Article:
Dr. David Samadi Discusses Effect of Statins on PSA and Prostate Cancer

June 6, 2011

NEW YORK, June 6, 2011 /PRNewswire/ — According to research presented by Dr. David B. Samadi, a prostate cancer treatment, robotic prostatectomy, and prostate surgery expert, at the annual meeting of the American Urological Association men taking statins, a class of widely used cholesterol-lowering drugs, have significantly lower serum PSA (prostate-specific antigen) levels than their non statin-using counterparts.

(Photo: http://photos.prnewswire.com/prnh/20110606/NY14928 )

This PSA lowering effect has been demonstrated in previous studies, many of which have also reported decreased biochemical recurrence and decreased aggressiveness of prostate cancer in men who use these medications regularly. Unlike those other reports, however, Dr. Samadi’s research found no difference in outcomes, biochemical recurrence, or aggressive disease characteristics between patients taking statin and those who were not.

“We found lower PSA in statin-users, even when comparing patients with similar ages and prostate weights so it’s very likely that these drugs directly affect PSA,” said Dr. Samadi, Vice Chairman, Department of Urology, and Chief of Robotics and Minimally Invasive Surgery at The Mount Sinai Medical Center in New York City. “The most important question that remains is how they achieve this lowering effect. This could be attributed to their anti-inflammatory properties, but it also could be due to the lower cholesterol state that these drugs bring about.”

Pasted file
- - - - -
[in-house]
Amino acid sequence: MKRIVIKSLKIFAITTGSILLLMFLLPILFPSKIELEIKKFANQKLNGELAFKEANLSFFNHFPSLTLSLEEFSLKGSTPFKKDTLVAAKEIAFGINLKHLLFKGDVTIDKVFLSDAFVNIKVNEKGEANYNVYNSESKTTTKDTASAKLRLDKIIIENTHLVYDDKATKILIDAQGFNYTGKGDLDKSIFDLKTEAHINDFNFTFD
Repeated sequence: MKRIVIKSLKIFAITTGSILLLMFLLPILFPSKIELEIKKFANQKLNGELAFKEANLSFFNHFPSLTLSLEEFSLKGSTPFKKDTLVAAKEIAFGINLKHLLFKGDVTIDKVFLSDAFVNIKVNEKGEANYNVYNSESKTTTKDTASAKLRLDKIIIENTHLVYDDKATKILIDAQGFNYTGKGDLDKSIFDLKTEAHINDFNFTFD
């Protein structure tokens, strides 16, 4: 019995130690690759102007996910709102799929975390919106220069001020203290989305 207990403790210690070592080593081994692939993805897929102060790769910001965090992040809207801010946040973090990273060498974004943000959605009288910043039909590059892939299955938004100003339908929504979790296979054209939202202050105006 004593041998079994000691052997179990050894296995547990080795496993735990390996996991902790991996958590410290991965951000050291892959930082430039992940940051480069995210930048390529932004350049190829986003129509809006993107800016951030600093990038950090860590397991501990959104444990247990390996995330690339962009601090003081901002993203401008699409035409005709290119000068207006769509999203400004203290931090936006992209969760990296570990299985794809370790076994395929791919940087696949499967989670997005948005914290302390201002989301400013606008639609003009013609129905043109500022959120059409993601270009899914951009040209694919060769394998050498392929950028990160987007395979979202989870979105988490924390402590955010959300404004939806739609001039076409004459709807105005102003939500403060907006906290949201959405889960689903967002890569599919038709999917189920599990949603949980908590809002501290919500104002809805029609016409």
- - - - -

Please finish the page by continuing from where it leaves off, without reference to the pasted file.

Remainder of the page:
Another question raised by this study is whether men taking statins should now be screened differently, since an artificially-lowered PSA may lead to under-detection and under-diagnosis of prostate cancer in these individuals. Given the fact that statins did not seem to affect biochemical recurrence or aggressive disease, Dr. Samadi considers it unlikely that these medications are sufficient cause for a revision of standards and thresholds of PSA screening.

“More studies need to be done in order to address screening guidelines, and our study, while important, is not the only relevant information out there,” explained Dr. Samadi. “More information is needed, specifically regarding dosage levels, specific type of statins used, and large scale, national screening data in order to see what is truly going on in the population as a whole.”

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Source: smart-surgery.com

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